Climber’s finger, like many injuries that can affect the hand and arm can occur from trauma but frequently develops from repetitive overuse. Because of the cause and nature of the injury it is difficult for the individual to stop the activity to allow the needed time to heal. With climber’s finger the problem develops from the forceful and repetitive use of one or more fingers, commonly the long finger for a fingertip hold. The injury can range from inflammation to a significant injury to the small but crucial pulleys and sheath that support the flexor tendons in the finger.
To slow the damage and inflammation, standard initial measures can help (ice, rest and activity restriction). Taping encircling the middle section (middle phalynx) of the involved fingers can support the most commonly injured pulley. If there is some relief in symptoms with these measures, then there is good reason to expect that with time the area will heal. Hand therapy can help to control symptoms and encourage healing. Such efforts are aimed at decreasing the inflammation while encouraging healing of any damaged structures. If symptoms respond then the injury is partial and most likely at the inflammatory end of the spectrum of such injuries.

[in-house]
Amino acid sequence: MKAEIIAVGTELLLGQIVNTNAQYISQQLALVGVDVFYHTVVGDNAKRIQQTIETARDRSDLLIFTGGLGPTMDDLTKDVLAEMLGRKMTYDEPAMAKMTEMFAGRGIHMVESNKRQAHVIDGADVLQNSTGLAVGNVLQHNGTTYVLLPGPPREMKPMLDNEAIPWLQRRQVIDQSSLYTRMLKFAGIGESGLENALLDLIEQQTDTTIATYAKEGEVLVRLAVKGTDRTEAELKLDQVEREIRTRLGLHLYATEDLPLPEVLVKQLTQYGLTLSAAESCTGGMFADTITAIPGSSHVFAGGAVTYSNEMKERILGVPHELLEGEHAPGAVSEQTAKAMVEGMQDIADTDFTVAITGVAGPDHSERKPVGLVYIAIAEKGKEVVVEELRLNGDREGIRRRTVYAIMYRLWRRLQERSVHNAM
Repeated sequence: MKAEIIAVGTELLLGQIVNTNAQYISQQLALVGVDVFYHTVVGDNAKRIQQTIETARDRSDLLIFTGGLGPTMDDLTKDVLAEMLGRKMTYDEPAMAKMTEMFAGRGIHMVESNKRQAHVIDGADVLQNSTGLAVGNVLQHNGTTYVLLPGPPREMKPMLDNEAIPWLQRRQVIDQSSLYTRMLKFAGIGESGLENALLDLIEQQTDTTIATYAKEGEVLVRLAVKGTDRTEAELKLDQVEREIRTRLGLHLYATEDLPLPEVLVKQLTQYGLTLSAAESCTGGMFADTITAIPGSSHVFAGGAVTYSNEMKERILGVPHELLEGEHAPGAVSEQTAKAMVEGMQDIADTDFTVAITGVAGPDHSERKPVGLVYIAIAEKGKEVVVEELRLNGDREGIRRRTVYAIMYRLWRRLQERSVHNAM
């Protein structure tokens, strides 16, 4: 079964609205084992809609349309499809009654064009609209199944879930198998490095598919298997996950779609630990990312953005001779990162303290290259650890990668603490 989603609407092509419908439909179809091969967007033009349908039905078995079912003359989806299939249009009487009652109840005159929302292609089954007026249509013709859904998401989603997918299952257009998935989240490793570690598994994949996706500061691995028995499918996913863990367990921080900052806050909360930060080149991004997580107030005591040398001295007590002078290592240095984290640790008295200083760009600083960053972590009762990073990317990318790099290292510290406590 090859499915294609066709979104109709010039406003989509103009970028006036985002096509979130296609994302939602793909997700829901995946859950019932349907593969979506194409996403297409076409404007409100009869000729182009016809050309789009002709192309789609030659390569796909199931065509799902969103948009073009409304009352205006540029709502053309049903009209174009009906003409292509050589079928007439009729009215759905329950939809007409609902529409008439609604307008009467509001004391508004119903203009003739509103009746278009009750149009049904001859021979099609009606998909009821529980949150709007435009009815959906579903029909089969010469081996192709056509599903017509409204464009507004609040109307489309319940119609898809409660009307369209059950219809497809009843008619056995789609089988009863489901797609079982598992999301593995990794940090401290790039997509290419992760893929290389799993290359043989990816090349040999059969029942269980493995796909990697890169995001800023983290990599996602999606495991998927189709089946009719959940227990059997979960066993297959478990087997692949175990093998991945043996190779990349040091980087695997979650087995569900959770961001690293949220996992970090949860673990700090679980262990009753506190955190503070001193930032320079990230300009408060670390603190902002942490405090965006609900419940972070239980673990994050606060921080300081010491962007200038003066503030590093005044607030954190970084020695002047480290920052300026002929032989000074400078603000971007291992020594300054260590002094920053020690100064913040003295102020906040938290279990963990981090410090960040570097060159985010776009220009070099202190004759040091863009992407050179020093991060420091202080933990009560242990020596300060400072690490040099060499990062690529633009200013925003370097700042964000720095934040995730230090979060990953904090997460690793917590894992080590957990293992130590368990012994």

With persistent pain and swelling, or if there is any sense that the tendon on the under surface of the finger is “loose” (pulls away from the finger like the line on a fishing rod when you’ve caught a big one!) more significant injury has likely occurred. An expert evaluation is needed. After examination by your hand specialist, an MRI scan or Ultrasound evaluation may be recommended in order to clarify the extent of injury. The physical exam and imaging studies can determine what is inflamed and what might be torn. If the injury to the pulley that supports the tendon is complete or near-complete then it cannot heal fully on its own and surgical reconstruction will be recommended.
This information is provided on the basis of a presumed conditions: “climber’s finger”. Many conditions can mimic the inflammation and swelling seen with climbing and my have different treatments and outcomes.
Greg Balourdas, MD